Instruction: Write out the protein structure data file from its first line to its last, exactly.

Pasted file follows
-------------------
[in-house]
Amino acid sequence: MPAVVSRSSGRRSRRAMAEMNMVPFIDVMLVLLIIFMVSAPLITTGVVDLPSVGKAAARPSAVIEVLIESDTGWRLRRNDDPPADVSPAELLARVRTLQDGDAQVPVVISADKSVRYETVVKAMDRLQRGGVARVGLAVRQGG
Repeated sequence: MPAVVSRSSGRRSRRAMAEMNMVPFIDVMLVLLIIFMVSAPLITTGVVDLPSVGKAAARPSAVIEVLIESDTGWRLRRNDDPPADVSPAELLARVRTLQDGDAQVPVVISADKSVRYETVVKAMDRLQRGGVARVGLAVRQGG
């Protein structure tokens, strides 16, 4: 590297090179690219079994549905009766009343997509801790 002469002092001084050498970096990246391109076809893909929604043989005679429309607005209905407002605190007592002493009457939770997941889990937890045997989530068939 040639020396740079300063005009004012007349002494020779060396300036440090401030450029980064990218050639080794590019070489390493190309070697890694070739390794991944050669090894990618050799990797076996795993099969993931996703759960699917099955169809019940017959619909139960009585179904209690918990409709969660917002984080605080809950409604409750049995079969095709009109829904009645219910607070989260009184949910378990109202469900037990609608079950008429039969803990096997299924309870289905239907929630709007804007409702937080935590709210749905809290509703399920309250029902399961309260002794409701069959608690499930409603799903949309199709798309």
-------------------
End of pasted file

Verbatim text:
[in-house]
Amino acid sequence: MPAVVSRSSGRRSRRAMAEMNMVPFIDVMLVLLIIFMVSAPLITTGVVDLPSVGKAAARPSAVIEVLIESDTGWRLRRNDDPPADVSPAELLARVRTLQDGDAQVPVVISADKSVRYETVVKAMDRLQRGGVARVGLAVRQGG
Repeated sequence: MPAVVSRSSGRRSRRAMAEMNMVPFIDVMLVLLIIFMVSAPLITTGVVDLPSVGKAAARPSAVIEVLIESDTGWRLRRNDDPPADVSPAELLARVRTLQDGDAQVPVVISADKSVRYETVVKAMDRLQRGGVARVGLAVRQGG
């Protein structure tokens, strides 16, 4: 590297090179690219079994549905009766009343997509801790 002469002092001084050498970096990246391109076809893909929604043989005679429309607005209905407002605190007592002493009457939770997941889990937890045997989530068939 040639020396740079300063005009004012007349002494020779060396300036440090401030450029980064990218050639080794590019070489390493190309070697890694070739390794991944050669090894990618050799990797076996795993099969993931996703759960699917099955169809019940017959619909139960009585179904209690918990409709969660917002984080605080809950409604409750049995079969095709009109829904009645219910607070989260009184949910378990109202469900037990609608079950008429039969803990096997299924309870289905239907929630709007804007409702937080935590709210749905809290509703399920309250029902399961309260002794409701069959608690499930409603799903949309199709798309």